Please note: I'm answering from a SQL Server perspective, so I mention some concepts specific to SQL Server, but I believe all of these concepts have equivalents in other major RDBMS platforms, with similar benefits and limitations.
I will also probably continue editing this answer as I think of other potential pros/cons.
Well, it really depends on schema, volume, etc. What exactly is a shop storing? How is it different from storing data about 50,000 cats or 50,000 products or 50,000 wingnuts?
There are several reasons (other than just the size aspect on its own) why you might not want to store data for 50,000 different customers in a single database, if indeed the data can be completely segregated by customer (not including lookup tables like zipcodes or application-specific tables, which could go into a single, central database):
if one customer outgrows the application, there is no easy way to extract just their data and move it to another instance, server, etc. to scale out, unless you plan ahead and partition on something like
CustomerID and have 50,000 filegroups (you're limited to 15,000 partitions anyway, or 1,000 if you're on an older version of SQL Server, and having too many filegroups can be disastrous). Also note that partitioning requires Enterprise Edition.
if it turns out that all of your customers are simply too big for this instance, scaling out means getting new hardware and moving the entire database there (and potentially doing that again down the road).
deleting a customer can be equally painful, as you will have to delete some % of rows from very big tables, and that will not be cheap.
you will likely have wide distribution of customer data (one customer with a billion rows, another customer with 5,000). This can lead to things like parameter sniffing and detrimental performance involving cardinality and plan quality (since you will likely be re-using the same plans for the same queries against very different data sets).
all of your customers are subject to the exact same SLAs and HA/DR plans. You either have the entire database in full recovery mode with n-minute log backups, or you are in simple and rely on full+diff backups. If you have to revert because of a customer error, or need to recover the database to a point in time, that affects every single customer.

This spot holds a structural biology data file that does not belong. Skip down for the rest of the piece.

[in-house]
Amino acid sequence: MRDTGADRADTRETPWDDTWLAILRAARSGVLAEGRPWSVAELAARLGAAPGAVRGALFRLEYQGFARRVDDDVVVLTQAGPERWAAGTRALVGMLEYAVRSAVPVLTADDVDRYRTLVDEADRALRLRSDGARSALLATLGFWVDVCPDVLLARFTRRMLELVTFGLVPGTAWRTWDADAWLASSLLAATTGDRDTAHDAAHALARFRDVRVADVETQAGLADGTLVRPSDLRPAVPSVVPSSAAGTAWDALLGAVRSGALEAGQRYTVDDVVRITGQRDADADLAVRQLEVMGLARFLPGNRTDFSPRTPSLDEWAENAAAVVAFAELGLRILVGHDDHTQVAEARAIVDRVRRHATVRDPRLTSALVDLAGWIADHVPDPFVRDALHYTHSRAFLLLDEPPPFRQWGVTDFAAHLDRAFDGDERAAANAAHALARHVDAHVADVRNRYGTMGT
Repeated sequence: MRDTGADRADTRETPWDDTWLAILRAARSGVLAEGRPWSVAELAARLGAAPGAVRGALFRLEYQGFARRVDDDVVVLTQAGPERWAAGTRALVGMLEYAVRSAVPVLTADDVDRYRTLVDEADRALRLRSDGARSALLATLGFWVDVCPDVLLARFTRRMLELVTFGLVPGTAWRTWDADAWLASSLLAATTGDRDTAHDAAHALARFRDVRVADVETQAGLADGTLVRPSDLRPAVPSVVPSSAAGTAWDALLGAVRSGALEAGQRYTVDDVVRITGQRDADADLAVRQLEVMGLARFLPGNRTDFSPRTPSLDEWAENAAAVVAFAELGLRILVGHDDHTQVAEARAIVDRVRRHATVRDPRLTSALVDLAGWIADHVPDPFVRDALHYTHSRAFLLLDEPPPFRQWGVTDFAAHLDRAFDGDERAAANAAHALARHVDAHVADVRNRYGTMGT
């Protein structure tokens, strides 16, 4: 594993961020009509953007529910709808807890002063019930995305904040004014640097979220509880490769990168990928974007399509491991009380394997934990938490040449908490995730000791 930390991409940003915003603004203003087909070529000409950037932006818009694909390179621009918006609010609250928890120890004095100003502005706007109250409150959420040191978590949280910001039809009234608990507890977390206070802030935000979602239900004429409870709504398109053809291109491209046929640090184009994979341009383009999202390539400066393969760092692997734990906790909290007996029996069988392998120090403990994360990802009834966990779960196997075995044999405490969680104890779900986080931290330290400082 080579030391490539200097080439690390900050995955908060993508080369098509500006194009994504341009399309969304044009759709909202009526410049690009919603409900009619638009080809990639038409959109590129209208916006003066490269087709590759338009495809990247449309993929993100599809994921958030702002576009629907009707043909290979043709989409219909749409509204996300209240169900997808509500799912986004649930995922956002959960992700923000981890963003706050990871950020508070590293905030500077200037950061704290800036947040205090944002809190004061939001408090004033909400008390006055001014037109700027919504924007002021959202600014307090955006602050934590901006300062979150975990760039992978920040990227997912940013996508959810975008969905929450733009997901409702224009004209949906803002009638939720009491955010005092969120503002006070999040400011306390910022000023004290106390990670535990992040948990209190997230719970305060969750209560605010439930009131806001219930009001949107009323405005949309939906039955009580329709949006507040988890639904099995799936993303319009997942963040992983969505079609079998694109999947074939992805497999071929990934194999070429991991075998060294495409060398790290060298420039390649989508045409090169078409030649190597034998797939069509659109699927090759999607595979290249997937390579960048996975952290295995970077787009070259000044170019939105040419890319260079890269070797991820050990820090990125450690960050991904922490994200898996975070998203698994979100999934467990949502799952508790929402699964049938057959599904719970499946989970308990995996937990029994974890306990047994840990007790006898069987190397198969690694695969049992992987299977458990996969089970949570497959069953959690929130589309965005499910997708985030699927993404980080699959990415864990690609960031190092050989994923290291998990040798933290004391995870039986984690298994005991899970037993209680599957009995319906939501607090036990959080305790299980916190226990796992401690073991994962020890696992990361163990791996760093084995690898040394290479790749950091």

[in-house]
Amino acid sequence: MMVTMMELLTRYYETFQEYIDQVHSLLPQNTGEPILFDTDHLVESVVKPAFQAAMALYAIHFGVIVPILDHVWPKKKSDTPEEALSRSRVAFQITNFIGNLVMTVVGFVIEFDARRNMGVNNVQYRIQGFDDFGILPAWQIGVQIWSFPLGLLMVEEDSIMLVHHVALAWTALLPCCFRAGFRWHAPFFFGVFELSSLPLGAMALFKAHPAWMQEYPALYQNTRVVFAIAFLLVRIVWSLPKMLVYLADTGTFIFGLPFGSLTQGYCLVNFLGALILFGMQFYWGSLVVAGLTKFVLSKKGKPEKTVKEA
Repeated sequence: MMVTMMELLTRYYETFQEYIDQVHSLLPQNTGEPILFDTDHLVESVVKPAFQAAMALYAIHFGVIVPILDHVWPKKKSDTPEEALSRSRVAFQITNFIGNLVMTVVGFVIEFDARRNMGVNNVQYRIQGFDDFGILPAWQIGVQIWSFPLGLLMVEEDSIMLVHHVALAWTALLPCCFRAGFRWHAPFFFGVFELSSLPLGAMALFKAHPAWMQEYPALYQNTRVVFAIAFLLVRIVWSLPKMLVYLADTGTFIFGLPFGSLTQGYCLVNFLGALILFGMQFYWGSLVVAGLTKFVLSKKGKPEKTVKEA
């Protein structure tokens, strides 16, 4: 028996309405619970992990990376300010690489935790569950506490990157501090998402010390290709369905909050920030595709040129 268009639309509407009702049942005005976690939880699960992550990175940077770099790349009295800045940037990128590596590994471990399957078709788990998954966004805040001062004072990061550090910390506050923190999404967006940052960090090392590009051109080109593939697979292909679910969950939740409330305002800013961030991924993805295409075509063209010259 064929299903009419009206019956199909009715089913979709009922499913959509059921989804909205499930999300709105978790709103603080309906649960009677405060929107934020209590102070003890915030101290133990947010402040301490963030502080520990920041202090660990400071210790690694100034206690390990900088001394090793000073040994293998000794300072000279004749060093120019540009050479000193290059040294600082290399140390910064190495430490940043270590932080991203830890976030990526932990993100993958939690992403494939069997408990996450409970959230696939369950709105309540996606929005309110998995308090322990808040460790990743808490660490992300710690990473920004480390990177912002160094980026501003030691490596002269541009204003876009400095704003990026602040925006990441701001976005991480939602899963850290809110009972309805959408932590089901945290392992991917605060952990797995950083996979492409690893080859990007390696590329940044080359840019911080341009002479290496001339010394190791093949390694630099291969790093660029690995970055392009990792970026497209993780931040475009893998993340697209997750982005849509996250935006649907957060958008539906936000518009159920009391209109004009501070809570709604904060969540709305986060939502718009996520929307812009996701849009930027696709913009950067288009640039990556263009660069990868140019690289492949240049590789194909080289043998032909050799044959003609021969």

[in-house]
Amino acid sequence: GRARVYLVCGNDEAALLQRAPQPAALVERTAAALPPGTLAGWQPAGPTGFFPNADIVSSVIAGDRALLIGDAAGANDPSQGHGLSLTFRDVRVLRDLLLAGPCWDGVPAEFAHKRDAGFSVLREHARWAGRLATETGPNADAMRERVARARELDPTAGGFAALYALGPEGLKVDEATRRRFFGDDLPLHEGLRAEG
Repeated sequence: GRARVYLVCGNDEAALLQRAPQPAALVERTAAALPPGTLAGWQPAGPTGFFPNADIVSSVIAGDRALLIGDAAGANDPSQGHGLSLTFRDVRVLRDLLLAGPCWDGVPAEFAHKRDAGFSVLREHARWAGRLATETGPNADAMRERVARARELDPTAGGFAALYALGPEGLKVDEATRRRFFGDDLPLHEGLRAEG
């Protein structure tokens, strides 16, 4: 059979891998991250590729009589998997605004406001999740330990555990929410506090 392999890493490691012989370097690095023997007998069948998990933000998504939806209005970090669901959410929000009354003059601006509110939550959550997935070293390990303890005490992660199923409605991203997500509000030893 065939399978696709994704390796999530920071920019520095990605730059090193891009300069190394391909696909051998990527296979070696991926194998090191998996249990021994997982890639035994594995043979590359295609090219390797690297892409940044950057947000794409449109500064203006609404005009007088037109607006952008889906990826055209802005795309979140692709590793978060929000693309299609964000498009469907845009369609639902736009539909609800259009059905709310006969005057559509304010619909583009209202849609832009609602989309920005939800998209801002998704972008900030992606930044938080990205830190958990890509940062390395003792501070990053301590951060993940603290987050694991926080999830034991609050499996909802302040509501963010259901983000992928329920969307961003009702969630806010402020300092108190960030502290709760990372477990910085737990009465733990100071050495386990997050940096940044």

there is potential for errors in data retrieval - bugs in where clauses, for example, could lead to one customer seeing another customer's data, or all of the other customers' data.
there may be legal implications (some companies will have strict requirements in place that you do not place their data in the same database as any other company, and particularly that of their competitors).
if security of any one customer's data is important, then achieving that is much easier using database separation than separation within a table.
Some advantages to having each customer in a separate database (or at least having multiple databases, each for a group of customers):
- in terms of size, it will take about the same size on disk.
- scaling out is easier, since you can just move a database (or many) to a different server.
- deleting a customer and all of its data roughly equates to
- you're using more memory for plans (or you have fewer plans in cache per customer), but at least those plans are relevant to the data in their respective databases and are less prone to statistics / parameter sniffing issues.
- you can easily have different SLAs and DR plans, placing some databases in full and others in simple. Also reverting or restoring to a point in time only affects that customer.
- you can easily place different databases (say, your high priority customers) on faster I/O. You could do this in a single database with filegroups, but that is much trickier to manage (at least IMHO).
- size aside, you probably won't want to have 50,000 databases on a single instance of SQL Server, so this will probably mean scaling out to multiple servers.
- startup time goes up because there is some inherent overhead in starting up each database.
- the app has to be a bit smarter - instead of just having CustomerID on the where clause, it has to dynamically connect to CustomerID's database. This isn't hard with a proper middle tier but it is a change.
- yes, you have many copies of the same tables and procedures, but code and schema are identical across databases, just the data is different. So deploying code/schema changes is now just a loop instead of a single execution.
- maintenance is a little bit different when you're managing 50,000 databases - again the overall size is roughly the same but the process has to change - you can't just defrag / reindex / back up all 50,000 databases at once. Having said that, at my previous job I managed instances with 500-1,000 identical databases, and the difference between managing 3 identical databases and 750 identical databases is simply the time it takes.